Former Minnesota Gov. Tim Pawlenty passed on criticizing former Massachusetts Gov. Mitt Romney’s healthcare plan on Thursday night, instead focusing on his own work in Minnesota.

Pawlenty said he did not see Romney’s Thursday afternoon speech defending his plan at the University of Michigan, but that he’d let Romney and voters make up their own minds about the controversial healthcare plan.

“I think Mitt Romney is the best person to address the Romney approach to healthcare. I can tell you the approach I took in Minnesota, and we took a different approach, and my vision for healthcare in the country is to make it more affordable – not by bringing it to government … but to empower consumers," he told Fox News.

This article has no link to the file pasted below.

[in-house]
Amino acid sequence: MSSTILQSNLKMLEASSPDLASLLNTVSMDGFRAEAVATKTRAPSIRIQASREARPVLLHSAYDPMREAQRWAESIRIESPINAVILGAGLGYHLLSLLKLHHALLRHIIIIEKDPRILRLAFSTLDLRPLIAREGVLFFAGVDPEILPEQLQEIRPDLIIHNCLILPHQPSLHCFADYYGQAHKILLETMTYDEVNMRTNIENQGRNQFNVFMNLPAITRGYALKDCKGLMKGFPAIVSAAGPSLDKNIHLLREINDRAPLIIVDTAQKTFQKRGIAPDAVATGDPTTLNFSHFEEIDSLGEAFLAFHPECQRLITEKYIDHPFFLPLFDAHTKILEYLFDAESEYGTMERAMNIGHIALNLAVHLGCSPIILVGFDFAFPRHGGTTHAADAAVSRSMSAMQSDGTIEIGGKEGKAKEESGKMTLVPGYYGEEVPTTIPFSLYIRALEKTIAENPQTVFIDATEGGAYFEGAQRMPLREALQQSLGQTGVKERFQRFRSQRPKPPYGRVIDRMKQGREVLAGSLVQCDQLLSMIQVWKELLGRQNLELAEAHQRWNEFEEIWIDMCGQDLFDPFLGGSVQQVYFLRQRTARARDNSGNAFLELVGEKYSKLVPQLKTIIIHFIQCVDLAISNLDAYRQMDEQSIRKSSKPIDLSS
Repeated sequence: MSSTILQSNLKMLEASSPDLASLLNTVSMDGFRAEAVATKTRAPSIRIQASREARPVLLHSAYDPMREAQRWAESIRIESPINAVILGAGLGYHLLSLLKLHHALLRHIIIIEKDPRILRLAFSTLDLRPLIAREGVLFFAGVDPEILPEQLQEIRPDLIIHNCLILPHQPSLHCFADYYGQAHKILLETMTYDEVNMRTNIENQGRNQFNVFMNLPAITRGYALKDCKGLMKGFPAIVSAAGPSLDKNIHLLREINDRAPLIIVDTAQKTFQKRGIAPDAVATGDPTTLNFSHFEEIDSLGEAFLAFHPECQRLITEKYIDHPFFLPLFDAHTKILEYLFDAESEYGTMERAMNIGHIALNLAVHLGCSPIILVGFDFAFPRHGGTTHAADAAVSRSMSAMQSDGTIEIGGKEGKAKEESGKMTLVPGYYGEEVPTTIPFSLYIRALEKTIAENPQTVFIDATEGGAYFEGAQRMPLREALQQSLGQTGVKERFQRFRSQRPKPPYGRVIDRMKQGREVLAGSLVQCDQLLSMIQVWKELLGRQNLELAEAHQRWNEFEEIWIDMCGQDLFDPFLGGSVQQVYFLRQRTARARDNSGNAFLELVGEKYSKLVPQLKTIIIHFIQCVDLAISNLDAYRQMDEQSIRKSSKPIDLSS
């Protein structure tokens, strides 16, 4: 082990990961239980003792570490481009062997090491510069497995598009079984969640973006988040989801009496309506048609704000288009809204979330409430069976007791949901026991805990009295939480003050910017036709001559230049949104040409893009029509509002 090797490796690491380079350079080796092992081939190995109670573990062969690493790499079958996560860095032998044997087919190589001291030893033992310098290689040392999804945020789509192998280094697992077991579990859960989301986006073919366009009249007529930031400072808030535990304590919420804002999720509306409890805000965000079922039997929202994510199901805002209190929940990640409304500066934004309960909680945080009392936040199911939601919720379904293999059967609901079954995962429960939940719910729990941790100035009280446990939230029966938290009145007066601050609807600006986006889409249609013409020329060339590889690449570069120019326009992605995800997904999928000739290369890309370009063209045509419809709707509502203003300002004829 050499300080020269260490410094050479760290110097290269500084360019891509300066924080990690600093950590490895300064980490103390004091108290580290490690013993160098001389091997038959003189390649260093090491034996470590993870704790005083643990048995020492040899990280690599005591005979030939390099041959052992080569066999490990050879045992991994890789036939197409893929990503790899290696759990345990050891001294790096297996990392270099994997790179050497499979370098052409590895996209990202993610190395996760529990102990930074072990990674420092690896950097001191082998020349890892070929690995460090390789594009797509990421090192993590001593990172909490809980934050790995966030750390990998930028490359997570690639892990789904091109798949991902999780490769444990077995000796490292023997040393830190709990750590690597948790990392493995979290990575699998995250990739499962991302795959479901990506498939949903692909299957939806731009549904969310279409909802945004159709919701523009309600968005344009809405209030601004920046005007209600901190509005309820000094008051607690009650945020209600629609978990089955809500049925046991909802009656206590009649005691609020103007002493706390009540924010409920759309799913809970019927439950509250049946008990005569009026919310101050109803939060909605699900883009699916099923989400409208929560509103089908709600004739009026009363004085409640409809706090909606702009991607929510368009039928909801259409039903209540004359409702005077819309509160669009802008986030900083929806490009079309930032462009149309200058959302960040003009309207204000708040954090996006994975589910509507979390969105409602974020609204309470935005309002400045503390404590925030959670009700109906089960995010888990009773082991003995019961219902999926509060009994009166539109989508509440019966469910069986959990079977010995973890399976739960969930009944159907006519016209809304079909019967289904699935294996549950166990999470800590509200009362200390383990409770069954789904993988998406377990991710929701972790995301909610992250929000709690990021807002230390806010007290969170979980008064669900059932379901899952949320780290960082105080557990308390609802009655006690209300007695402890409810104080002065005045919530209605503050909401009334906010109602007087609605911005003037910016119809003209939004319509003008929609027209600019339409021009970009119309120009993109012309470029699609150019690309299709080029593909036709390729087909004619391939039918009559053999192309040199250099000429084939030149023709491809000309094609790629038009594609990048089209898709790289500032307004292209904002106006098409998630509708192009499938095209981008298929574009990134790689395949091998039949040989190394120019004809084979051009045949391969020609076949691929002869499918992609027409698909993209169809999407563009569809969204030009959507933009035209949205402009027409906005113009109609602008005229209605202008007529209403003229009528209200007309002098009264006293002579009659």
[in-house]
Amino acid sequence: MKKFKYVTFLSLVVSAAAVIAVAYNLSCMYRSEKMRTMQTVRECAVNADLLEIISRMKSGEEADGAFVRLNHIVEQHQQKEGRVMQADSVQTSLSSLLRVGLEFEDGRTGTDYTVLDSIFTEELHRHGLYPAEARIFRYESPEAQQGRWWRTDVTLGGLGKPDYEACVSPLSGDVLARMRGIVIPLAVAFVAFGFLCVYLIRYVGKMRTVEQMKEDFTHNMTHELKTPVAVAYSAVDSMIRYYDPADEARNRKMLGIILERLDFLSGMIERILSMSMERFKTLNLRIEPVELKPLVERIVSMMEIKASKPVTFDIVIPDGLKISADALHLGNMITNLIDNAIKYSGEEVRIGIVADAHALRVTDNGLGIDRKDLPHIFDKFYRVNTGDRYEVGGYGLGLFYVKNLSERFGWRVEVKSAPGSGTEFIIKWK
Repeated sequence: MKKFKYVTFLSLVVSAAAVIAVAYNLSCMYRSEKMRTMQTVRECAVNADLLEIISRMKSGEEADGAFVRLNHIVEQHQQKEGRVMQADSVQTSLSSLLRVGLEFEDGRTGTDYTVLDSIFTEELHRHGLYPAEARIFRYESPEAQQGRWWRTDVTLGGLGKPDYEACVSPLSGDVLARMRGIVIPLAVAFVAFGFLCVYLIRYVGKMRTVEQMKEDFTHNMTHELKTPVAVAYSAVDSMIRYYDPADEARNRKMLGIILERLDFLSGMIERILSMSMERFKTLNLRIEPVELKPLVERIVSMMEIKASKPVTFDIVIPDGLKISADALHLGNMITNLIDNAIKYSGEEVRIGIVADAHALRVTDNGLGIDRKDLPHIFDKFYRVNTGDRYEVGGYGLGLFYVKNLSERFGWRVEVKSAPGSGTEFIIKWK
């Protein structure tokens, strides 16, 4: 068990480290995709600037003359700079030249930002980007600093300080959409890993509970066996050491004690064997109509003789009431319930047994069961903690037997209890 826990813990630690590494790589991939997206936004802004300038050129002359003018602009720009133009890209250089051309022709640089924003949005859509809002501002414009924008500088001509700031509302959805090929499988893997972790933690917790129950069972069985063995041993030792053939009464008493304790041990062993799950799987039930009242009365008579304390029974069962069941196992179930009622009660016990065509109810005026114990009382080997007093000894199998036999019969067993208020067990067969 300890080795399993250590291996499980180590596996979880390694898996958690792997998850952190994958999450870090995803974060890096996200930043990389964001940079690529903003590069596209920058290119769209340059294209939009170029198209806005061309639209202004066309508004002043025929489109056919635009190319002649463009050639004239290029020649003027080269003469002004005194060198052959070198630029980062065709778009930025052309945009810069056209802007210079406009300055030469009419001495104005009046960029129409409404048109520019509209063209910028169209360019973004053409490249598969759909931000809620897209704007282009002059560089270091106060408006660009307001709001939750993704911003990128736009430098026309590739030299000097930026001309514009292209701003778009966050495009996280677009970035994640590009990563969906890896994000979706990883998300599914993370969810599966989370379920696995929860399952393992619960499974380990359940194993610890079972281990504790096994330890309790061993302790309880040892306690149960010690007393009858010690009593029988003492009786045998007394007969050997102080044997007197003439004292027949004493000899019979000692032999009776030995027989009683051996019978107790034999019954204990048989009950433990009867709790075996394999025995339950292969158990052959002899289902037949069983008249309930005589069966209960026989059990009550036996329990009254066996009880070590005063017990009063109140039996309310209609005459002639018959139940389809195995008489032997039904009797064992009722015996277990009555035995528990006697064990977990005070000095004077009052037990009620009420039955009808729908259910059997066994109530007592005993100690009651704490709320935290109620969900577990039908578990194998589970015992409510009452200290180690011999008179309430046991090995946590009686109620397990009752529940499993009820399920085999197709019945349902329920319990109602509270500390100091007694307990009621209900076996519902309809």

Pawlenty’s refusal to criticize Romney’s healthcare plan is a relatively new development. In 2009, Pawlenty sharply criticized the plan in a series of media appearances, where he claimed the program led to the “most expensive healthcare in the country” and levied a “huge new tax structure.” He also used Massachusetts as a case point in a letter he sent to members of his congressional delegation, urging them to vote against Barack Obama’s health plan.

Yet in 2010, he dialed back explicit criticism of the healthcare plan, instead choosing to focus on his own work in Minnesota.

That strategy — according to sources close to the governor — reflects a desire to stay positive for as long as possible, while conservative pundits and think tanks do the heavy lifting of hammering Romney’s healthcare plan.